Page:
Director: Brady Corbet
Vox Lux comes from actor/director Brady Corbet. It’s the 30-year-old’s second full-length feature and it’s something of a Sunset Blvd. for the me/#metoo generation; a 21st century masterpiece.
Spanning 1999-2017 and narrated – brilliantly, exacerbating the fable-like quality of it – by Willem Dafoe, the film tells the coming of age and then comeback of Celeste Montgomery. Played as a teenager by Raffey Cassidy and then as an adult by Natalie Portman, Celeste survives a school-shooting tragedy to become an overnight sensation thanks to her memorial song.
We watch her pushed and pulled through the industry with a brilliant slime-role for Jude Law as the manager.
When we meet Celeste again in the film’s second act she is thoroughly unlikeable. Smug, entitled, desperate to retain (or regain) fame. And Portman alternates swagger and insouciance as her Celeste, a teen mum made over now as a Gaga-esque stadium pop star must once again negotiate national tragedy; must be seen to be a knowing responder all the while capitalising on it.
This is a film about the ugliness and loneliness of celebrity and the weird lure of fame. It is a film about the millennial world and the soullessness of it. Wisely it has been created and acted out by people that know that world and pain. This isn’t about blaming previous generations – it’s about observing and trying to understand the madness of this current world.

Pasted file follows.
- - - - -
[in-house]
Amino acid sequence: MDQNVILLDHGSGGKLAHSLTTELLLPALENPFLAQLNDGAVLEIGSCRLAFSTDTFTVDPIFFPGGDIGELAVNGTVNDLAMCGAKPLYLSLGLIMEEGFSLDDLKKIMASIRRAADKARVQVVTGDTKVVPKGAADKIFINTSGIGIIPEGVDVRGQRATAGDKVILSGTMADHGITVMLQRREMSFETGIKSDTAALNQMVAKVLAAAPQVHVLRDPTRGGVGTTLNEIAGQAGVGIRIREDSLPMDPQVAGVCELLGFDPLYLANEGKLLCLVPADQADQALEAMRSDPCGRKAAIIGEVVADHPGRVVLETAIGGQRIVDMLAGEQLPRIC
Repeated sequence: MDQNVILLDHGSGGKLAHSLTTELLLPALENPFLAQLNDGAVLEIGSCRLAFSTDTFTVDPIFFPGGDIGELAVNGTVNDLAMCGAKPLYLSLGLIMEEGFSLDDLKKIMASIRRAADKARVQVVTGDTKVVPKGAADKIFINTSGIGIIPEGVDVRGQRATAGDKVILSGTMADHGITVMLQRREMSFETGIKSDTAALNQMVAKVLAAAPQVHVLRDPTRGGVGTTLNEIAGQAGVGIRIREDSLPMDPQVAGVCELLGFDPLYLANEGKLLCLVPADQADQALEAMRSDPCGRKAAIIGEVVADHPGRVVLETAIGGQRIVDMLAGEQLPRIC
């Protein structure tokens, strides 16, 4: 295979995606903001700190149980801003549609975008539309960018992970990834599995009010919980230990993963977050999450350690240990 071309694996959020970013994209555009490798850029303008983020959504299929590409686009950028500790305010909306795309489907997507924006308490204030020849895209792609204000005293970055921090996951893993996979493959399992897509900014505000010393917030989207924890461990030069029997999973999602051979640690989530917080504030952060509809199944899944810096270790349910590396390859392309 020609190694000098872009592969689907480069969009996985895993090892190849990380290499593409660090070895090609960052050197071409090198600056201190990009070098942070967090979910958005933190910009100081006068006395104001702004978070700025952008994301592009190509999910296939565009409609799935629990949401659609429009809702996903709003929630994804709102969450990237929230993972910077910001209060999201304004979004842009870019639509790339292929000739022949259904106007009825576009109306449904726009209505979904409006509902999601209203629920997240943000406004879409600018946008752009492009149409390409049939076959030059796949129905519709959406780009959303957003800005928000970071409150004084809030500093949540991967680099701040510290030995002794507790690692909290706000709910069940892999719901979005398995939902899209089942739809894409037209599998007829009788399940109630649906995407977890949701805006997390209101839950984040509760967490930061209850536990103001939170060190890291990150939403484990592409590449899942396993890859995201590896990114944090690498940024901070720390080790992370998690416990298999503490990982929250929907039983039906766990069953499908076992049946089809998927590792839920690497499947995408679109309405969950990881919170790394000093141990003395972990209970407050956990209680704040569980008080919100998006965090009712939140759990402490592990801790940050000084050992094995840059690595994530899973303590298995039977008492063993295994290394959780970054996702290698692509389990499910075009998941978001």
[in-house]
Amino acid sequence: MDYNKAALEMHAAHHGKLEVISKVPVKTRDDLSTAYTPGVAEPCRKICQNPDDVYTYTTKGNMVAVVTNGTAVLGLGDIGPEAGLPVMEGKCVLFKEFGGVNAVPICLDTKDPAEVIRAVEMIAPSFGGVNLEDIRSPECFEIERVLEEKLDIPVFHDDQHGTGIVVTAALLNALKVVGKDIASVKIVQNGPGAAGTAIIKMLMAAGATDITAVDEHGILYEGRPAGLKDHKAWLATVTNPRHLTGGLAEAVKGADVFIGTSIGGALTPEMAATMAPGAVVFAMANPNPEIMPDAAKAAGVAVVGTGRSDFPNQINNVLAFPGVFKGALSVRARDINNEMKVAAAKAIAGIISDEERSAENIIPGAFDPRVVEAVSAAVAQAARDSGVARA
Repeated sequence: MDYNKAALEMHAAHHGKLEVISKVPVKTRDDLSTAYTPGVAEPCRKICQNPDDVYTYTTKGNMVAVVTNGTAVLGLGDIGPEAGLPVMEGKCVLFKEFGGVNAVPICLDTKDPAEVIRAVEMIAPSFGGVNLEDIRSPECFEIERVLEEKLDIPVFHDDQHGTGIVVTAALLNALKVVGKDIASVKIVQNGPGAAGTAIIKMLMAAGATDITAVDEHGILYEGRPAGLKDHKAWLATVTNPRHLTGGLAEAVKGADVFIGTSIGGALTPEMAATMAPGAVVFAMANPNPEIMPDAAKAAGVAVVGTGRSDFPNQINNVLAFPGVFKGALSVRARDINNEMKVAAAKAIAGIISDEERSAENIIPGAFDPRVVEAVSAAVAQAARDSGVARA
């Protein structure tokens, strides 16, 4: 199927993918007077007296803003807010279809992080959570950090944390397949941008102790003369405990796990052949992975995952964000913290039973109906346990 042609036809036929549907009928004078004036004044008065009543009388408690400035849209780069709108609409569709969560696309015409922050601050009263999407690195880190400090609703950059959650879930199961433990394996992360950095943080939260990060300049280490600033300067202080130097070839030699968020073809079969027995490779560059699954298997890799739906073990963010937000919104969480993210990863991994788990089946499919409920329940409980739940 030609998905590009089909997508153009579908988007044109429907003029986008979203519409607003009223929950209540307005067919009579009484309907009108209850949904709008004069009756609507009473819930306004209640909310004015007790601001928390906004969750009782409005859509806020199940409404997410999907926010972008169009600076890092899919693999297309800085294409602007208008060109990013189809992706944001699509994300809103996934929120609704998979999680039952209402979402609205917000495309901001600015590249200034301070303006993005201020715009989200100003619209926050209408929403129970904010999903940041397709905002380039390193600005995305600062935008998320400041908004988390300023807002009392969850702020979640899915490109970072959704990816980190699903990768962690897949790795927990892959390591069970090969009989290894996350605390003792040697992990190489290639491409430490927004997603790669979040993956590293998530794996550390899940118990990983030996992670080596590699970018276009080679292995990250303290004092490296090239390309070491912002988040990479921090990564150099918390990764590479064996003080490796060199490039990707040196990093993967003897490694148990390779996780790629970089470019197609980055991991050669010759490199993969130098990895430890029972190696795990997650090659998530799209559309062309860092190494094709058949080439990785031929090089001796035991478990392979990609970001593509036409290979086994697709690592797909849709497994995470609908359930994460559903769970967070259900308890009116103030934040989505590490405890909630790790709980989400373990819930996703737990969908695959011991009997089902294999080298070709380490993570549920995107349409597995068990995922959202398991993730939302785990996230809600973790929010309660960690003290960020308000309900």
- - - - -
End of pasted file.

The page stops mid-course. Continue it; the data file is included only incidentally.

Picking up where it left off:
Brilliantly, Sia writes the songs for Portman and Cassidy to perform. Sia’s songs are another star in this film – there’s something knowing here too, given Sia has been in this role forever, the songwriting that hides within the songs.
Scott Walker’s score is another crucial element.
And Corbet’s direction is sublime. He’s disgusted by the modern world but he’s made a thoroughly modern film – technically assured, sometimes dazzling but with story to the fore and plenty of spaces between the words; plenty of ghost-notes.
When Portman’s Celeste performs the songs – giving an actual show and dance – it seems to sum up the vacuity of it all; we forgive the dismal things she says and the way she goes about saying them for a moment close to her and her songs, no matter how meaningless it all might be.
Rats in a cage. All of us.
Vox Lux is compelling, profound. My favourite film in some time.
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